Nine stages are down in the 2015 Tour de France. Here are the riders, pictures and videos that have caught our eye in the first week of the race
Rider of the week – Peter Sagan
Peter Sagan loves the first week of the Tour de France. In the four editions that he’s raced since 2012, the Slovakian has finished in the top ten 23 times before the first rest day, claiming an incredible 16 podium finishes.
This year is no different, with six top-10s (seven if you include Tinkoff-Saxo’s fourth place in the team time trial) and five podium places.
It’s Sagan’s remarkable consistency over all terrains that sets him apart from any other rider in the peloton. On stage two he punctured when in the leading group – the peloton split by high winds – and made it back into the pack to finish second without any help from his team.
Two days later he helped Alberto Contador over the cobbles and then had enough energy to sprint for third place. A second-place finish on the flat stage to Amiens (won by Andre Greipel) was followed by another one on the hilly finish in Le Havre, when Zdenek Stybar broke clear for the win.
Another podium was gained on stage seven when he motored past Alexander Kristoff and Arnaud Demare in the final stages, but it was stage eight where his versatility was epitomised.
The Mur de Bretagne, where the stage finished, is no walk in the park. Overall contenders Chris Froome, Alberto Contador and Tejay van Garderen all finished in the top 15, but it was Sagan who clung to their wheels all the way up the two kilometre climb.
Not only did he have the power to get to the top of the climb in one piece, he then had enough to sprint for fourth place, ahead of some experts on that terrain.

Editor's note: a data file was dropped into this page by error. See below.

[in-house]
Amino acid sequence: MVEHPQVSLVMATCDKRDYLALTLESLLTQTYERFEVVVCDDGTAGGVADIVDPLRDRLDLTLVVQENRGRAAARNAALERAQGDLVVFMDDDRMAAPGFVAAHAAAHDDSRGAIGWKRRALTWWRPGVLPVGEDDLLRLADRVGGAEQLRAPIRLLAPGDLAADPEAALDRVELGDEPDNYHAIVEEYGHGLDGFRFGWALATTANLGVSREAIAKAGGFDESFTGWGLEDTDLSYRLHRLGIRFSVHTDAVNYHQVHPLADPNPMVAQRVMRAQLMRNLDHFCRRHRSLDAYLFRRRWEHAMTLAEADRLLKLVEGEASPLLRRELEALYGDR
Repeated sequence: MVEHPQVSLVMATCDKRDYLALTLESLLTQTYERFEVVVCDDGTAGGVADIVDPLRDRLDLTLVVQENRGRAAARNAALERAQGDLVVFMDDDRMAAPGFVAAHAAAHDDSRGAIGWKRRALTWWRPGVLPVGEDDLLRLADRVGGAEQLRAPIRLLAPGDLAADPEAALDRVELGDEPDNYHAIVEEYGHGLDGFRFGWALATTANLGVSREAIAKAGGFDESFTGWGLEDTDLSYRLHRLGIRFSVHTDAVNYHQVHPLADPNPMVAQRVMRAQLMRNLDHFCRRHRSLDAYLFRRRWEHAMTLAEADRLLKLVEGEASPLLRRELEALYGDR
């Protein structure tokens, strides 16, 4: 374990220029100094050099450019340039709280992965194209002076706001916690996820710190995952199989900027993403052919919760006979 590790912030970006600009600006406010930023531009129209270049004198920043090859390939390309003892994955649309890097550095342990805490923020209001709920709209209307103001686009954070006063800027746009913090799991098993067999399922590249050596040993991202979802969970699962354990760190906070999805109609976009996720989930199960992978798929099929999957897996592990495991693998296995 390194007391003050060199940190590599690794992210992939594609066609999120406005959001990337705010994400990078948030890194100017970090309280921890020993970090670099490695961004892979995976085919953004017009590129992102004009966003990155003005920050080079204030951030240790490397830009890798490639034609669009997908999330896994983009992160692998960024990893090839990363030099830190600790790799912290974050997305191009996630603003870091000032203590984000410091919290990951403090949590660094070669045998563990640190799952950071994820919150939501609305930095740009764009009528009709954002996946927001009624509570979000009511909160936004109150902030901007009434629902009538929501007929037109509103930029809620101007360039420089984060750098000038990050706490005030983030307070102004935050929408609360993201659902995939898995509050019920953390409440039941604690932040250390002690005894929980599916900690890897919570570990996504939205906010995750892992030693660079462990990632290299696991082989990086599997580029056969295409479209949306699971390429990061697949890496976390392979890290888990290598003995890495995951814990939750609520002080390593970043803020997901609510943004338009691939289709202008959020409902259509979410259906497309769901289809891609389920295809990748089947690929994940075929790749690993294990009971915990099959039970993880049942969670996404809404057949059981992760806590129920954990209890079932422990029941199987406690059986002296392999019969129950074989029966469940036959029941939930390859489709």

And he also found time for plenty of banter…
There’s not much for him in the mountains, but expect to see him competing for the win in the transition stages at the end of the second week.
Surprise of the week – Alexis Vuillermoz
Everyone in cycling already knows how strong Sagan is, but few will have even heard of Ag2r-La Mondiale’s Alexis Vuillermoz, let alone backed him to win a stage.
It shouldn’t have come as such a shock to see him doing well, given his sixth-place finish at this year’s Flèche Wallonne and top-10 finishes in several WorldTour races.
But still, as he powered up the Mur de Huy on stage three, a host of non-French fans cried “who?” when he finished third.
Having given the fans a few days to research his palmares (he finished 11th overall in the Giro last year) he went on to smash the Mur de Bretagne and beat Dan Martin by a full five seconds.
He’s 27 and has been with Ag2r for the past two seasons, joining from the now defuct Sojasun, and he’s tied down for a good few years to come, so watch out for him on the remaining hilly stages of the Tour.
If the Tour de France was a television programme…
…it’d be Game of Thrones. Just as a popular rider starts doing well the cycling gods smite them and knock them out of the race with injury.
First the affable Fabian Cancellara, whose place in Tour de France history was sealed with his 29th day in the yellow jersey on stage three, and then Tony Martin, the ever-happy German who broke his collarbone while in yellow on stage six.
Picture of the week
It’s one of the most endearing cycling shots in recent years – perfectly epitomising the concepts of teamwork and camaraderie. Martin (in yellow) broke his collarbone in a crash 800m from the finish line and was chaperoned by his teammates to the end.
Video of the Week
The mechanics were busy on week one, what with all the crashes, but none moreso than the Orica GreenEdge mechanic. Here he straps a GoPro to his chest and sprints into the aftermath of the huge crash on stage three which left Simon Gerrans and Daryl Impey out of the race.
Quote of the week
“Did we clear it all up? Yeah! We are not footballers, we are cyclists!”
Vincenzo Nibali discusses what happened when Chris Froome visited the Astana team bus after the crash near the end of stage six. Nibali initially thought the Team Sky rider had caused the spill, but Froome was keen to insist that he didn’t.
Stats of the week
Stages completed: 9
Stages to go: 12
Distance ridden: 1343.8km
Distance to go: 2014.5km
Days in race lead
Chris Froome (Team Sky): 4
Tony Martin (Etixx-QuickStep): 3
Fabian Cancellara (Trek Factory Racing): 1
Rohan Dennis (BMC Racing): 1
Stage wins by nation (not including TTT)
Czech Republic: 1
Great Britain: 1
Stage wins by team
BMC Racing: 2
Ag2r La Mondiale: 1
Cycling Weekly looks ahead to the Pyrenean stages of the Tour de France